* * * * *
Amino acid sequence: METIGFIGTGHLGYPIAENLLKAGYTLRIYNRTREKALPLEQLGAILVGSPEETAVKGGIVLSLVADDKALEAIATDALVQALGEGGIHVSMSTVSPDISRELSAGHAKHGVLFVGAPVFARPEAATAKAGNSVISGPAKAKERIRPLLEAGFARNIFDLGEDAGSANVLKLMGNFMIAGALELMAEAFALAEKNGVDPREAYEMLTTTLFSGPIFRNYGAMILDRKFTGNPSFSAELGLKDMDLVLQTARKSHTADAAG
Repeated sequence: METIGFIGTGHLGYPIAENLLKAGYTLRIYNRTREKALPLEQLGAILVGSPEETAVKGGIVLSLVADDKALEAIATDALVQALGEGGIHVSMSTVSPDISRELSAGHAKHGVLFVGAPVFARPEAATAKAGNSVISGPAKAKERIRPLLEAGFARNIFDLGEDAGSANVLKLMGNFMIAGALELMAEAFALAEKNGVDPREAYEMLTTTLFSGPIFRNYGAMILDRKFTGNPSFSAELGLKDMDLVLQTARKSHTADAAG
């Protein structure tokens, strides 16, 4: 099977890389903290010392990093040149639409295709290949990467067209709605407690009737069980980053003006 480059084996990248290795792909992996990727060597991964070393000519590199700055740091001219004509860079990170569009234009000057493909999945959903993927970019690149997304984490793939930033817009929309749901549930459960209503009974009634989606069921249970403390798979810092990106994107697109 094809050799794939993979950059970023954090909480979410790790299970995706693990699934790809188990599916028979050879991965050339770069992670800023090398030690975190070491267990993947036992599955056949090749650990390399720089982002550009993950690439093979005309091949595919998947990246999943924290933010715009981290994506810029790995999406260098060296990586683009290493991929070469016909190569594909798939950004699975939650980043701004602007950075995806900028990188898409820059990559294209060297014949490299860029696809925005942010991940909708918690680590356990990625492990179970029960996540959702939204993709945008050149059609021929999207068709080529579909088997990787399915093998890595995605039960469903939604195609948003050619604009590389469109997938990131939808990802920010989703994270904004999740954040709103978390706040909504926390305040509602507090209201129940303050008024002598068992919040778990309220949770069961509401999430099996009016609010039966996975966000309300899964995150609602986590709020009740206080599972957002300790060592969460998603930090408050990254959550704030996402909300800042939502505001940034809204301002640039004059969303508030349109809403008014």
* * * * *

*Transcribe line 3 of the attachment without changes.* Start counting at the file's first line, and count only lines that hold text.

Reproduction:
């Protein structure tokens, strides 16, 4: 099977890389903290010392990093040149639409295709290949990467067209709605407690009737069980980053003006 480059084996990248290795792909992996990727060597991964070393000519590199700055740091001219004509860079990170569009234009000057493909999945959903993927970019690149997304984490793939930033817009929309749901549930459960209503009974009634989606069921249970403390798979810092990106994107697109 094809050799794939993979950059970023954090909480979410790790299970995706693990699934790809188990599916028979050879991965050339770069992670800023090398030690975190070491267990993947036992599955056949090749650990390399720089982002550009993950690439093979005309091949595919998947990246999943924290933010715009981290994506810029790995999406260098060296990586683009290493991929070469016909190569594909798939950004699975939650980043701004602007950075995806900028990188898409820059990559294209060297014949490299860029696809925005942010991940909708918690680590356990990625492990179970029960996540959702939204993709945008050149059609021929999207068709080529579909088997990787399915093998890595995605039960469903939604195609948003050619604009590389469109997938990131939808990802920010989703994270904004999740954040709103978390706040909504926390305040509602507090209201129940303050008024002598068992919040778990309220949770069961509401999430099996009016609010039966996975966000309300899964995150609602986590709020009740206080599972957002300790060592969460998603930090408050990254959550704030996402909300800042939502505001940034809204301002640039004059969303508030349109809403008014």